Our January article for Being Latino focuses on Elio Villafranca, a Grammy-nominated Afro-Cuban Jazz pianist.
To say that Elio Villafranca is a jazz pianist doesn’t quite capture the enormity of what the piano represents to him. For Elio, playing the piano is the embodiment of his soul. It lies at the core of who he is.
In his words, “It’s a liberation, piano is like my other half. It’s true, it’s not a cliché. When I get to play the piano, I feel one half already full, but if I do my things (daily routine) and I haven’t played the piano, I feel completely half empty, unbalanced.”
Elio is quite centered, disciplined and gracious. With years of classical piano training in his homeland, Cuba, and a daily practice routine of at least four hours, Elio Villafranca has earned the distinction of being at the vanguard of the current generation of Cuban pianists and musicians developing an international modern jazz sound.
His most recent album, Dos y Mas, is a piano and percussion collaboration with fellow Cuban musician Arturo Stable. Released last year to great critical acclaim, Dos y Mas honors the musical heritages of Latin America, the Middle East, Africa, Spain and Cuba. Read more
During a recent telephone conversation with my dad, he asked me, “What style music does Alex Cuba play?” I was stumped and had a really difficult time defining the sound. I stumbled around trying to answer the question, but really had no answer. Finally, he said, “That’s ok, I’ll look him up.”
Fast forward a few weeks and I’ve learned that Alex Cuba really doesn’t want to be defined by one particular sound or genre. So, when I asked him last week during our interview, “Who is Alex Cuba?” His answer made perfect sense, “Alex Cuba is the inventor but that’s a really big word, but I want to say that Alex Cuba is a genre bending artist who is really hard to pinpoint and box.”
As a singer/songwriter from Cuba, it’s hard to imagine Alex Cuba as anything other than an Afro-Cuban jazz or salsa singer due to the island’s rich musical history. But he’s not. He actually credits his style, which is a concoction of a variety of musical genres (rock, salsa, Latin pop, samba etc), in great extent to his father, Valentin Puentes, and his diverse musical interests and desire for his son to live completely free of limitations.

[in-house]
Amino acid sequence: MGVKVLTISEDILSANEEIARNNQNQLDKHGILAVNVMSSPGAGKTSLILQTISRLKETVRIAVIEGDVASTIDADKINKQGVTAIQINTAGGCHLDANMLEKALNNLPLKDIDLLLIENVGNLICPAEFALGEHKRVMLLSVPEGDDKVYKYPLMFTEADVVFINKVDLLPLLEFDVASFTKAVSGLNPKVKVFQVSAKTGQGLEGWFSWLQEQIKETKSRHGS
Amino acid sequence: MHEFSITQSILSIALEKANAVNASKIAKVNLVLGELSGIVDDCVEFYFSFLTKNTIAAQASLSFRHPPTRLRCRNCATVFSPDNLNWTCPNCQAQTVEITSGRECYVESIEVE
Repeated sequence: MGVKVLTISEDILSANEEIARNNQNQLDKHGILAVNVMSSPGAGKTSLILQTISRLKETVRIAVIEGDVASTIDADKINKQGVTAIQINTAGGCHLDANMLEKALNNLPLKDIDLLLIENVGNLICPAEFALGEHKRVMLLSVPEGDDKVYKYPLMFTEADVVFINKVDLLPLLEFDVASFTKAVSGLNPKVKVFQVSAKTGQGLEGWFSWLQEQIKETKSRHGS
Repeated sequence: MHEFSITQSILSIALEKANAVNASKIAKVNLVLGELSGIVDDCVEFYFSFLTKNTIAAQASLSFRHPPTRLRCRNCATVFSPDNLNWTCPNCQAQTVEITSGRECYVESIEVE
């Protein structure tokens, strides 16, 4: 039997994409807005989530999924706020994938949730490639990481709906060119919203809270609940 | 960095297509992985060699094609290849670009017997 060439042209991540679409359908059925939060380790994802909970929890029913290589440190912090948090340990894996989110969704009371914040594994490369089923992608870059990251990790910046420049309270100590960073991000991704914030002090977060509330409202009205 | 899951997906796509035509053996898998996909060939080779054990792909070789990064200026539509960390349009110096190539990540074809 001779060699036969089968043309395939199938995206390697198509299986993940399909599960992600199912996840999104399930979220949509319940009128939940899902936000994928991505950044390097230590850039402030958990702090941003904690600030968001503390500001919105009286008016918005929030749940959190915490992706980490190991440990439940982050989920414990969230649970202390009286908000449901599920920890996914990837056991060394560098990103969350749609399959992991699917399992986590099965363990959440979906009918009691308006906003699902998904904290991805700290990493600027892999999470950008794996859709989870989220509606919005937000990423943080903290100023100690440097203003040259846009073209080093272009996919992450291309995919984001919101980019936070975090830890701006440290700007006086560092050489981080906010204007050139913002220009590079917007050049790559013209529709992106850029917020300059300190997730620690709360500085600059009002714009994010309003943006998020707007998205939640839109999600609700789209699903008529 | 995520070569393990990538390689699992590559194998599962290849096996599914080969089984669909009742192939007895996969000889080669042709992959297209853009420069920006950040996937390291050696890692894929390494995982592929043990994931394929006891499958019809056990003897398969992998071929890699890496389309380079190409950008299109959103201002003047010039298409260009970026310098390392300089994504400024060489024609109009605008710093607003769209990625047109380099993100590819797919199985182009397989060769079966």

Cuba says his father has classic taste in music, loved old school Trova music and Cuban standout performers like pianist Compay Segundo, Conjunto Matamoros and the incomparable Beny Moré. Contrast these Cuban musical powerhouses with Puentes’ enjoyment of singing the Beatles in Spanish, listening to Elvis Presley and a year spent teaching music in Angola and it’s easy to understand how Alex Cuba would be so inspired to move freely between musical styles, feeling very at home and comfortable being quite unconventional. Read more
By Kim Haas
As Yesenia Fernandez opened the door to her apartment, I was greeted instantly and affectionately by her mother, Mercedes Crespo. Mercedes was welcoming, warm and friendly. I liked her immediately. She has that inviting, infectious personality that puts you at ease. Mercedes radiates a certain warmth and hospitality that often characterizes Cubans.
Although she calls this apartment in West New York home, she’s only been living here for a couple of weeks. Originally from Havana, Cuba, she was reunited with her daughter Yesenia, and Yesenia’s triplets (los trillizos) at the end of April, a day shy of her 57 birthday. Read more
The day I met Jorge Peña in Habana Vieja, he promised to introduce me to one of the city’s up and coming young painters, Renier Usatorres Valdes. So, when Jorge and I met again in Habana Vieja a few days later, he escorted me on a 15 minute walk to one of the surrounding neighborhoods to meet Renier. Read more
Kim Haas sat down with Cuban musician Alejandro Mayor to talk about Cuban music, the African connection and his new CD “La Fusión” Read more